Thanksgiving in Ontario

After a blistering few months at anchor in Grenada, we made a quick, unplanned trip back to see family in Ontario. Thoughts of vibrant Fall colours, crisp evenings, all the hot water we could consume and a serviceable washing machine, were forefront in our minds (as well as family and friends…) as we boarded the plane for Toronto.

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It had been ten months since we had last been home and after the obligatory highway stop at Tim Hortons, we all started to reflect on differences, both good and bad, of our seaborne adventure.  Although the obvious things like blankets, apples, a wine cellar, long pants (although I resisted) and a vehicle were immediate, there were other more subtle differences.

The first weekend we were home we drove up to Ottawa so that the girls could see their friends, and the excitement in the car was just palpable.  We dropped Alex off with Olivia and Jamie, not to be seen for 36 hours, and Kathryn spent the afternoon with her close friend Lindsay.  After running a few errands we joined Uncle Hugh and Auntie Sharon for dinner.

On the Monday we drove up to Mt Tremblant with our close friends (yes Dorothy…very dear, very close friends…) who were visiting from Yellowknife, to hike and see the Fall colours.  It was a great mid-week “weekend” and then we drove back to Kingston.  It felt like we had spent the entire week in the car, and we had forgotten how much of our lives in Canada are spent on the road!

The second thing that we noticed right away was how easy life in Canada is.  You want drinking water?  Turn on the tap.  Want a hot shower?  Use any of the three in the house.  Need to get groceries?  Fill your car to the roof, pay with a visa, take the car home to the garage, and load it on top of all the other food already in the fridge!  Everything is right at our hands, be it food, commercial goods, health care or recreation, and all at very reasonable prices.

The final thing that we noticed right away is how friendly people were.  People holding doors open for others, smiling and saying hello in the street, stopping to let pedestrians cross the now ever-present “courtesy crossings”.  All these things that we took for granted suddenly became notable and noticeable.  We have spent a lot of time out of the country and the common refrain that going abroad helps you appreciate home was certainly true for us.

Being home also allowed us to reconnect with old friends, eat and drink far too much good food and wine, and check on the family.  We had intended to stay for three weeks but extended to six, due to some unexpected health challenges in the family.  Moma was able to join us for a week which was one of the highlights of our trip.

When we finally returned, it was with some very mixed emotions.  Alex would have preferred to stay in Ontario with her friends and the impending winter (an Alaska baby?), and Kathryn was starting to ride her cousin’s horse, “Marshall”, which was a real highlight for her and she was not keen to see that end.  Mommy and I were getting very comfortable and into a bit of a routine, although Mommy said correctly that we are living like we are on “holiday” and not having to deal with the reality of the daily grind.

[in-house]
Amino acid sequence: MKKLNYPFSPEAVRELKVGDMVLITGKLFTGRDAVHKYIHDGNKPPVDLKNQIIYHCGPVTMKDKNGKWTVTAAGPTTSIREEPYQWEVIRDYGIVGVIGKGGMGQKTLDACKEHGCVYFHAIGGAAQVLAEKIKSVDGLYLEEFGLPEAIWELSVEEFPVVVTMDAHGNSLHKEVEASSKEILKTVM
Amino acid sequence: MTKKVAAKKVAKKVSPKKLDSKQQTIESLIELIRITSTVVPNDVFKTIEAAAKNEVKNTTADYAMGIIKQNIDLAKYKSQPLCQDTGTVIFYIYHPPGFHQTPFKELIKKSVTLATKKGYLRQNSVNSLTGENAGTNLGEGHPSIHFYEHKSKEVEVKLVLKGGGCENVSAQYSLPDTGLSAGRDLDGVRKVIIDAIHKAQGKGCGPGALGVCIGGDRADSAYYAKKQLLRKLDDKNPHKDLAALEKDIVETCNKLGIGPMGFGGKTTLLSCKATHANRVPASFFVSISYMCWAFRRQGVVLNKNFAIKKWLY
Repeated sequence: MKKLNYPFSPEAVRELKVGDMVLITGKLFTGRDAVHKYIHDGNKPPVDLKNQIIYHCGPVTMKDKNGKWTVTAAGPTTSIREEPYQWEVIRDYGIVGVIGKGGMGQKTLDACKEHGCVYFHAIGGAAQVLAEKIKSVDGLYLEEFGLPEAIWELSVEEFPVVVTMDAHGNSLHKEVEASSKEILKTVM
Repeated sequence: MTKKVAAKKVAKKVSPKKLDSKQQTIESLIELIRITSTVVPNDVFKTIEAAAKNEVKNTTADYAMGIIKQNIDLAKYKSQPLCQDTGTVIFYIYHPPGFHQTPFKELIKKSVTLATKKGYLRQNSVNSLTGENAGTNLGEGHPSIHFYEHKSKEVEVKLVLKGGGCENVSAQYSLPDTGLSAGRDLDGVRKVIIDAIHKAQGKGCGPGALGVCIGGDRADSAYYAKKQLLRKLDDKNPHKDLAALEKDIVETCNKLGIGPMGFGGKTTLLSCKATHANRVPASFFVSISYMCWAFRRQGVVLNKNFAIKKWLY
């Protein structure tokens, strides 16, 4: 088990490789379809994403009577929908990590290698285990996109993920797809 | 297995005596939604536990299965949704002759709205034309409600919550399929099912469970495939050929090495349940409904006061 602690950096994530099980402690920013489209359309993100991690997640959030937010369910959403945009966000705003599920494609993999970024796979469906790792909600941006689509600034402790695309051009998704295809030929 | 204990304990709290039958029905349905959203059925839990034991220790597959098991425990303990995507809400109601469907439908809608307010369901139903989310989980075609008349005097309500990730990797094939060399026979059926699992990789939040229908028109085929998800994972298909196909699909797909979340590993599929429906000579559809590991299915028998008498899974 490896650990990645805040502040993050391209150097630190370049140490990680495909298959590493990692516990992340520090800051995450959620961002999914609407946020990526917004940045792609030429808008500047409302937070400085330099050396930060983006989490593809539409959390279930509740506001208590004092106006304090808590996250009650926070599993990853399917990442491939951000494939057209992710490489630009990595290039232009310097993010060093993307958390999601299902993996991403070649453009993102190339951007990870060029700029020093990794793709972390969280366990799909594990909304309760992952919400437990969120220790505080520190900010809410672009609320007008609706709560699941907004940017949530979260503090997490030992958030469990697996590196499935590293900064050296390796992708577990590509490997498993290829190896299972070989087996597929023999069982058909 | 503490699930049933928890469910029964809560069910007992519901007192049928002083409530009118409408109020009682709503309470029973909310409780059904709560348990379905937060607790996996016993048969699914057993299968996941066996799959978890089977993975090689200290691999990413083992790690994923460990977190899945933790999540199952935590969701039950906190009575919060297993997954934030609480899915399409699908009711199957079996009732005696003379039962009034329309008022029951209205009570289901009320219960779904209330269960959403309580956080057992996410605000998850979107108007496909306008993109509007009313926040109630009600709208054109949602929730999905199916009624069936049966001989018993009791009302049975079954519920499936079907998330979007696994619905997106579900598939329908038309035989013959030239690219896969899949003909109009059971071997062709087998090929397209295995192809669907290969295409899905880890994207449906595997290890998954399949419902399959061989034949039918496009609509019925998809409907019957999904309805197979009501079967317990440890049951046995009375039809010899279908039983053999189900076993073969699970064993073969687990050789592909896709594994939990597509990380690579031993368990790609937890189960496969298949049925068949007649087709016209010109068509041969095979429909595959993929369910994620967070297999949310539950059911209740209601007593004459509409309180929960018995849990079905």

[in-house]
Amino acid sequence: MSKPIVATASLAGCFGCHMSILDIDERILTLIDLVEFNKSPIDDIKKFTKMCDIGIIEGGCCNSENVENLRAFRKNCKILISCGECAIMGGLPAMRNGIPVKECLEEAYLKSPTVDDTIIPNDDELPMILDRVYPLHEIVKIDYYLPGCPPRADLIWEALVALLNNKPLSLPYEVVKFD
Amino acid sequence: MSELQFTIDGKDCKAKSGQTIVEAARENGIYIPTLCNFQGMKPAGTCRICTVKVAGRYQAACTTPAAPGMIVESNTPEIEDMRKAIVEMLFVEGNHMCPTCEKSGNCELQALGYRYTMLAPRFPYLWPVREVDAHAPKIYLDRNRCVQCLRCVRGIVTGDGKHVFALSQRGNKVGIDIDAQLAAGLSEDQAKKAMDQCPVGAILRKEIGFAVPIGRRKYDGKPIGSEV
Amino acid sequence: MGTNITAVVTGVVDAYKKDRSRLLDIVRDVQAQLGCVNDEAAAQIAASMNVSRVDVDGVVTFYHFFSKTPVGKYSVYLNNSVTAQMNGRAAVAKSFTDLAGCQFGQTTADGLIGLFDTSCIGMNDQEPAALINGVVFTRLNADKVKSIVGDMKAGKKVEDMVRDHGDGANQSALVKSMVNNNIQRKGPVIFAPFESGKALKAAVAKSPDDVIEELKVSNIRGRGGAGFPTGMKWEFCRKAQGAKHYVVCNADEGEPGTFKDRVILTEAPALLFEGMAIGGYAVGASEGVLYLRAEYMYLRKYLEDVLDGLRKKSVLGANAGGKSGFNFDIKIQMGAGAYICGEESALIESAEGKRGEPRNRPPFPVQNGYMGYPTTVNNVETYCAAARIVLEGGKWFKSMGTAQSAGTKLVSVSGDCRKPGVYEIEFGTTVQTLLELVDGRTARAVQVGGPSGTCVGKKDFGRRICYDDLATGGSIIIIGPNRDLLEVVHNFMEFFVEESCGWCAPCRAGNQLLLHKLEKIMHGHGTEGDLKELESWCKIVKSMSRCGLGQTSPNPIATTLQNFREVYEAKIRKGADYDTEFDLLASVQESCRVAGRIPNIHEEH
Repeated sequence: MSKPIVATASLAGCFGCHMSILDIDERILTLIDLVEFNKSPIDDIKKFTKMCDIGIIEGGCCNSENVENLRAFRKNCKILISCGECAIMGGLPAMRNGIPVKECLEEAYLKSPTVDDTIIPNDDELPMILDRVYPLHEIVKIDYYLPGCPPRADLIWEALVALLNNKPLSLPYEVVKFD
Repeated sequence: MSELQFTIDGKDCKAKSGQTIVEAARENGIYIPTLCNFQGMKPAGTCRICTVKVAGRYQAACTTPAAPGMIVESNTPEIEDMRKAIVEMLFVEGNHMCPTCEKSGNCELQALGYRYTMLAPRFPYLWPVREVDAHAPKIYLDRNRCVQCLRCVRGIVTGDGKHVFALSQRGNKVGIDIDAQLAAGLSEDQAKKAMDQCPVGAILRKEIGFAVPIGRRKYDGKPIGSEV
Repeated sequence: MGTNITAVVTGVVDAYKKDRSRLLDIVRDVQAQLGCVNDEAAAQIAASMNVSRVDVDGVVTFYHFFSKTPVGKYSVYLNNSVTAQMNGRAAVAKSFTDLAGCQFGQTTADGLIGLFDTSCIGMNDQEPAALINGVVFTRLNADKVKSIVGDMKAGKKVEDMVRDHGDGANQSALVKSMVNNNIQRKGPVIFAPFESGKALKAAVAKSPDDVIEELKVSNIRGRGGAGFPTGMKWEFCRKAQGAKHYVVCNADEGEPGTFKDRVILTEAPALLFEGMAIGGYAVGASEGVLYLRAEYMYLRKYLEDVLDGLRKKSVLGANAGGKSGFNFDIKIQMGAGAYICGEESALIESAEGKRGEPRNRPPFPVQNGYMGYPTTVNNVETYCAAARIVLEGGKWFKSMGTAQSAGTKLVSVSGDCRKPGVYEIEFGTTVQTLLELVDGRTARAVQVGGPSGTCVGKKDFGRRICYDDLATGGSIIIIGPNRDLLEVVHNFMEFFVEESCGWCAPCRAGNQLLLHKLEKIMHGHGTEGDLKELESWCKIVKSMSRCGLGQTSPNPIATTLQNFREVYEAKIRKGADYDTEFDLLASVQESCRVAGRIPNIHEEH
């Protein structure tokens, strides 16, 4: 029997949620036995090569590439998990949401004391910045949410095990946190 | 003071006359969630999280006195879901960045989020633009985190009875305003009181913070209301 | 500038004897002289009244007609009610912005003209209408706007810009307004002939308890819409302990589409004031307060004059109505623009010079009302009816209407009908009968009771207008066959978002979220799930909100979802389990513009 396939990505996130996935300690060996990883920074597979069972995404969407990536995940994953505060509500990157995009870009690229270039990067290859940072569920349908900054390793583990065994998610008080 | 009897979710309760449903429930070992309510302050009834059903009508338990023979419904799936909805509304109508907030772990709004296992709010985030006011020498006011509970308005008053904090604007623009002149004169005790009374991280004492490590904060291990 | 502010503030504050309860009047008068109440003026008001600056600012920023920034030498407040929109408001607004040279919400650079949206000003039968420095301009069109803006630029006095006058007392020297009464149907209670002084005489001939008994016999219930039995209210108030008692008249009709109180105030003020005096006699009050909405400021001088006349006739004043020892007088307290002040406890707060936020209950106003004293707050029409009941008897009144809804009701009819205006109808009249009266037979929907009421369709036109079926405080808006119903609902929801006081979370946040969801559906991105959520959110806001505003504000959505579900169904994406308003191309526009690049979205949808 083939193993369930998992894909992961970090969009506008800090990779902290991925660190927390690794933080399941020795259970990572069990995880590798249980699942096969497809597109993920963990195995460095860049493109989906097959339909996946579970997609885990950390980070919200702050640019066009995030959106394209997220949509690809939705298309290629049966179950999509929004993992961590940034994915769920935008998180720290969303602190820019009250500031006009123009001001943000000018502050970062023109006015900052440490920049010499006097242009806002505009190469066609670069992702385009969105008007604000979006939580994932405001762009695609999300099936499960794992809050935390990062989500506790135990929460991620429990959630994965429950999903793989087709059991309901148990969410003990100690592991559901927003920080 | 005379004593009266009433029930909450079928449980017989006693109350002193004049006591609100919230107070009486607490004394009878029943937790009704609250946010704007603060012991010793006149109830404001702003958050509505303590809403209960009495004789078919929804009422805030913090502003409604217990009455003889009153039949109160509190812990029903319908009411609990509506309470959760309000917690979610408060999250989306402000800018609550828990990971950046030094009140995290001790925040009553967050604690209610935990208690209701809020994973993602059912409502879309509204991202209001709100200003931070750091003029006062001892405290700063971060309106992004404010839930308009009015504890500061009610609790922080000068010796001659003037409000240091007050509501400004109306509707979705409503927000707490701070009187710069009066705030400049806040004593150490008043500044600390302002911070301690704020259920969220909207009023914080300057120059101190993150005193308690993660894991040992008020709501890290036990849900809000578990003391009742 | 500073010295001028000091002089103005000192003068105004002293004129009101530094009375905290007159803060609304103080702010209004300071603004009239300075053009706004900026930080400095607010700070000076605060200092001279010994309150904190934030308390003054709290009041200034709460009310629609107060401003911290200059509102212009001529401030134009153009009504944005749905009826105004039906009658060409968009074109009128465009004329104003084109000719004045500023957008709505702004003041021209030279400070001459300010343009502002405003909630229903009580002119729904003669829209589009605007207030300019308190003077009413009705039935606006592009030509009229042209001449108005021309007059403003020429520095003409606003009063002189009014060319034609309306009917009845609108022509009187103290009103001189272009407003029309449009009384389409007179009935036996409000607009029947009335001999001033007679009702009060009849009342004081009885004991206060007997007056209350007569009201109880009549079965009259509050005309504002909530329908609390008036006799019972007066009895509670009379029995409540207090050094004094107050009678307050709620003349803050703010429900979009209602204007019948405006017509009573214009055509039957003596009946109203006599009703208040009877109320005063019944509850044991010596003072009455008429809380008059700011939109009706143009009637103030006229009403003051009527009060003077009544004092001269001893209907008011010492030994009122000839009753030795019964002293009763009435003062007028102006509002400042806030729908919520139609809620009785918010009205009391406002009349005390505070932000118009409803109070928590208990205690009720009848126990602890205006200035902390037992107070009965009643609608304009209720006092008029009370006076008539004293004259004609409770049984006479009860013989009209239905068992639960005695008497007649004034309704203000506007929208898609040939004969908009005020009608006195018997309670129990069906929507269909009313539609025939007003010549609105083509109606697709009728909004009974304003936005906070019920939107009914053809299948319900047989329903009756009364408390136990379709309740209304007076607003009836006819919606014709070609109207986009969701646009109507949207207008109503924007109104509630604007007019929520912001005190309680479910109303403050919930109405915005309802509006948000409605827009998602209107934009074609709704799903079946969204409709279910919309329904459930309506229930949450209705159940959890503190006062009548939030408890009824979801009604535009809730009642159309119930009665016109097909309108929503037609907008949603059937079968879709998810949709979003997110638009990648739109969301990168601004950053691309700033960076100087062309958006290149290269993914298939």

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Pandora and your random, sixties vintage hippie….typecast?

Unfortunately, Captain Jack did not make the return trip to Rafiki and will board with Aunt Donna and Uncle Peter until our return.  After three cat-overboards (due to the rum no doubt) and being constrained to the boat 24/7, we realized that he was happier ashore and should save his remaining six lives for later.  While you both were understanding and mature when told of our decision, you both miss Jack and look forward to reclaiming him following this trip.

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When in conversation with people back home the inevitable question of “how is life on a boat?” would arise and we were both a little qualified in our answers.  “Not all rum and sandy beaches” was a common starter.  No one was interested in the trials and tribulations we have undergone but, for us, the greatest aspect of this trip is that every night we eat dinner together under the stars and every morning we wake up and have breakfast together overlooking the anchorage.  These are precious years and we are going to savour every second of the time we get to spend with you.

2 thoughts on “Thanksgiving in Ontario

  1. Lovely. The last 2 lines are the best. We loved seeing you in Kingston/Mont Tremblant ,very dear friends! Thank you for the adventures! Savouring those memories now as the thermometer drops below -30…
    Love to you all!

  2. Great log entry Robin! Love following your adventure and insights! Being next door to Ottawa, I wish we could have squeezed in a hug but know all too well how limited time must have been. A few updates: If all goes well, Poussin and I will be letting go of our Canadian residency next year and I will become a UAE citizen…I know, who would’ve thunk?! We plan on, roughly, spending 6 months in Fort Myers, 4 months in Abu Dhabi and another 2 in Canada visiting or anywhere else we may fancy to go. JC may be heading to VanArts next year and Fred, well, he’s being Fred so anything is possible. My business is morphing into Emotionology (researching emotions and creating programs and products to help people become more emotionally aware and competent) and I’m totally jazzed to be able to do what I love from the comfort of a mobile home office. 😉 Big hugs to you all and do enjoy those memorable moments under the stars! x♥x♥

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